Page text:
The climate crisis is a result of the manner in which industrial societies deal with our planet. Natural resources are exploited just like unpaid care work. Effective solutions can only be brought about by putting human beings and social aspects – among them gender justice – at the center of the struggle against, or adjustment to, this climate crisis. The reality, however, looks completely different: the applied logic is based upon growth and fossil resources, which defends subsidies that are harmful to the climate and clears forests in order to extract lignite. It’s apparently impossible to eliminate privileges, such as use of company and government vehicles, even though other people rely upon making long journeys by foot, with a bicycle, or via public transport in order to reach kindergarten, get shopping done, get to work, and engage in leisure activities. Yet even the latest special report by the Intergovernmental Panel on Climate Change states that the 1.5 °C goal agreed upon by the international community can only be achieved through a systemic transformation and a drastic reduction of greenhouse gas emissions. The climate negotiations that occur annually are not capable of ensuring that the industrial countries and the biggest emitters of greenhouse gases are made accountable for their historical ecological debt, or that existing patriarchal, (neo)colonial, racist, and also classist power structures and mechanisms of oppression are dismantled.
At the same time, in many places of the world, there are various acts of resistance and engagement on behalf of climate justice, self-determination, and equal rights, which could coalesce into a common narrative. This narrative shows that it’s worth fighting for transformative alternatives. Shortly before the 24th UN Climate Conference, which will take place in December in Poland, our event offers the opportunity to come together in conversation with activists from South Africa, Ecuador, and Germany, to find out what the topics of feminism and climate justice have to do with each other.
Inspired by Naomi Klein‘s book “This Changes Everything: Capitalism vs. The Climate”, we want to highlight various local approaches. We want to talk with our conversation partners about what success they’ve seen in their work, why it’s important to confront climate change with an intersectional narrative, and consistently confront the existing system with the demand for another political and economic model for social justice and for equal rights. We’re interested in questions like: Why must feminism set the frame for the demand for climate justice? How are farmers in South Africa fighting for “climate just” agriculture? What methods are indigenous communities applying in order to defend their territories against market-based instruments of climate protection? Is civil disobedience and occupying coal excavators only something for macho men? Can climate justice be implemented by parliamentary means, and do other demands for justice play a role?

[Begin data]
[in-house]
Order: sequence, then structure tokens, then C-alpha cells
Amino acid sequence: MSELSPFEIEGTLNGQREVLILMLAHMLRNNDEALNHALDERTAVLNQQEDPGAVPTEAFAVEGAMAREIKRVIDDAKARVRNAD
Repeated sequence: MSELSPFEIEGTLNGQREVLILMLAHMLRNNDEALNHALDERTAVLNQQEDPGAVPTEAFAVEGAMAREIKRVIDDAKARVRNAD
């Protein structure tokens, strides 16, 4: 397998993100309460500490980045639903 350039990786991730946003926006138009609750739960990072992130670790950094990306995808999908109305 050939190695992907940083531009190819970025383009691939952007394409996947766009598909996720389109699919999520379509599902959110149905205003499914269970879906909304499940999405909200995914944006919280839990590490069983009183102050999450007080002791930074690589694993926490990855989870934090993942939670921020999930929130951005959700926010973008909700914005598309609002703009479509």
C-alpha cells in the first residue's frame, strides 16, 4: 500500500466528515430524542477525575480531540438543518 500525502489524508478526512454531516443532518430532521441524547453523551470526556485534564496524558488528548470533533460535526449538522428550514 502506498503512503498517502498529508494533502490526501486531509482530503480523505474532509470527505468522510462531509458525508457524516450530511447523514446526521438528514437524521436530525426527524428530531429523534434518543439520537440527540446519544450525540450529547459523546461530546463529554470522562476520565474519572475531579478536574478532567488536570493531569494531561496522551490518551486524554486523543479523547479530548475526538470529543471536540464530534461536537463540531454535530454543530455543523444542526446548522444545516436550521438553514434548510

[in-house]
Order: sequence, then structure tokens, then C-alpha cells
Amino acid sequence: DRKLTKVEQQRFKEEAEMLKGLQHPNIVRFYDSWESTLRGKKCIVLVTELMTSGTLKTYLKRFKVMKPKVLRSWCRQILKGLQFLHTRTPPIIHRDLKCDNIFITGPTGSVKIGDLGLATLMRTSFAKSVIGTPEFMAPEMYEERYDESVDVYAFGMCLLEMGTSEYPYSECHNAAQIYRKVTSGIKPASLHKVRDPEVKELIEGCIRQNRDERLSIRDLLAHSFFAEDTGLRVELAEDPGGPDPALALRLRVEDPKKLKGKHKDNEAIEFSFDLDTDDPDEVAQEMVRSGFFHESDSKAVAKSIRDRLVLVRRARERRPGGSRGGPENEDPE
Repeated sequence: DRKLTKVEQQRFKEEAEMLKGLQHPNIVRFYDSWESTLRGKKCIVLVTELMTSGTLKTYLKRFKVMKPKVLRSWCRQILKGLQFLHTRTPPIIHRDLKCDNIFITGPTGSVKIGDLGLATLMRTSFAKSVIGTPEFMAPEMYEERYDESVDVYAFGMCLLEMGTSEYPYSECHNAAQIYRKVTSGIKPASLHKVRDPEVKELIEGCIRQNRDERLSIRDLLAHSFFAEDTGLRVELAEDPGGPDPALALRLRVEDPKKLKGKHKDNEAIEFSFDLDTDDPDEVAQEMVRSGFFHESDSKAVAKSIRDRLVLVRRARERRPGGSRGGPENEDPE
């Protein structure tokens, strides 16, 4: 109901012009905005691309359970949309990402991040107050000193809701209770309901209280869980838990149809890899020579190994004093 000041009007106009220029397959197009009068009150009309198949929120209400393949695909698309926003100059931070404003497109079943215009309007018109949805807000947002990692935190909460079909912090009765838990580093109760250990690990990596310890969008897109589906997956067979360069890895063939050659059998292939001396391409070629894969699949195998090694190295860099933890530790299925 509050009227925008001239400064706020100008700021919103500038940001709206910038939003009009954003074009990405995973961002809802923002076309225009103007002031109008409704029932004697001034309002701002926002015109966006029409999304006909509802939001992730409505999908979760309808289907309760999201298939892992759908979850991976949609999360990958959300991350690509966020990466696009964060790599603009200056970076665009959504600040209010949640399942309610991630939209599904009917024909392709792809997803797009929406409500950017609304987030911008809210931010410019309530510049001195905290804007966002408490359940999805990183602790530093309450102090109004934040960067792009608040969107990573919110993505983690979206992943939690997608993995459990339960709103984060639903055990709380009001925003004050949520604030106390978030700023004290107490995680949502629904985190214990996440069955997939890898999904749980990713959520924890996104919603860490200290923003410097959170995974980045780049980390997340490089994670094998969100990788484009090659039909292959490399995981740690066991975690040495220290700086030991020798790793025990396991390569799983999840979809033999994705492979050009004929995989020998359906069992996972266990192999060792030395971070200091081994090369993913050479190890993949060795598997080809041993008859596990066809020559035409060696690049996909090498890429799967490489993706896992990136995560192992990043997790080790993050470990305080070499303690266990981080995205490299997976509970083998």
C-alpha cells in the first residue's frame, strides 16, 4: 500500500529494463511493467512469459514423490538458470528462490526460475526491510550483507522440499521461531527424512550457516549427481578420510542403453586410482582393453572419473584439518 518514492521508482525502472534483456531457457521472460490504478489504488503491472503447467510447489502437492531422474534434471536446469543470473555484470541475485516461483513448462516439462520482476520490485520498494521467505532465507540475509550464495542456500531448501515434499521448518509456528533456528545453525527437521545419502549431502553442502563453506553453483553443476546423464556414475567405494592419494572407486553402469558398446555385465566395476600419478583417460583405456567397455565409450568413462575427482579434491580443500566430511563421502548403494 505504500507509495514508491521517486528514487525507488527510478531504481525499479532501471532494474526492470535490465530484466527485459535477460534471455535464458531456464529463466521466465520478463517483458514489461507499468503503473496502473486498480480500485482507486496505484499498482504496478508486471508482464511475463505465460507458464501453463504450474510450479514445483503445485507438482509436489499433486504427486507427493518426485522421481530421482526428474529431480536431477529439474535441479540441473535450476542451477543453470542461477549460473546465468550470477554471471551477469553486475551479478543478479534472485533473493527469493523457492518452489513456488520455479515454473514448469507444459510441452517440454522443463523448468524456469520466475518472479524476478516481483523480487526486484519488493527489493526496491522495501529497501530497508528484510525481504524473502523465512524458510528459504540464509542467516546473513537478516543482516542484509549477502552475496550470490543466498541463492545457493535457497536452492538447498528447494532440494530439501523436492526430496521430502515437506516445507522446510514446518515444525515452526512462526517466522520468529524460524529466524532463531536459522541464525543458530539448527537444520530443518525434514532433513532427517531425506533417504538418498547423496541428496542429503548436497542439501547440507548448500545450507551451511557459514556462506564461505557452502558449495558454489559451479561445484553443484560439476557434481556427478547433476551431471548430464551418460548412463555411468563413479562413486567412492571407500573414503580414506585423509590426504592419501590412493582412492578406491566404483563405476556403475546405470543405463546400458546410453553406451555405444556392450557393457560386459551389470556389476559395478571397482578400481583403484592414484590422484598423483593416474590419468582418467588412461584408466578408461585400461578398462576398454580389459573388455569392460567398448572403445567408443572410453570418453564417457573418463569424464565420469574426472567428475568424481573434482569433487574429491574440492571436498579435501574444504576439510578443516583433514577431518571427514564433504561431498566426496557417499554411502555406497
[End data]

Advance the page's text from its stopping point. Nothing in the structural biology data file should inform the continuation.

- Opening address on feminism and climate justice: Patricia Bohland (GenderCC - Women for Climate Justice e.V.) and Nanna Birk (LIFE Bildung Umwelt Chancengleichheit e.V.)
- Podium: Ndivile Mokoena (GenderCC South Africa), Melissa Moreano (Critical Geographers Collective Ecuador), Ilana Krause (Ende Gelände), Lorenz Gösta Beutin (member of the Bundestag for DIE LINKE)
- Moderation: Elsa Koester (der Freitag)
Date / Time: Friday, 30.11.2018 / 7 pm – 9 pm
Place: Denkerei, Oranienplatz 2, 10999 Berlin
Participation is free.
We request that you register by sending a brief message via email. Please address registrations and questions firstname.lastname@example.org.There will be live translation in German and English.
The event is organized by the Rosa-Luxemburg-Stiftung - Gesellschaftsanalyse und politische Bildung e. V., GenderCC - Women for Climate Justice e.V. and LIFE Bildung, Umwelt, Chancengleichheit e.V..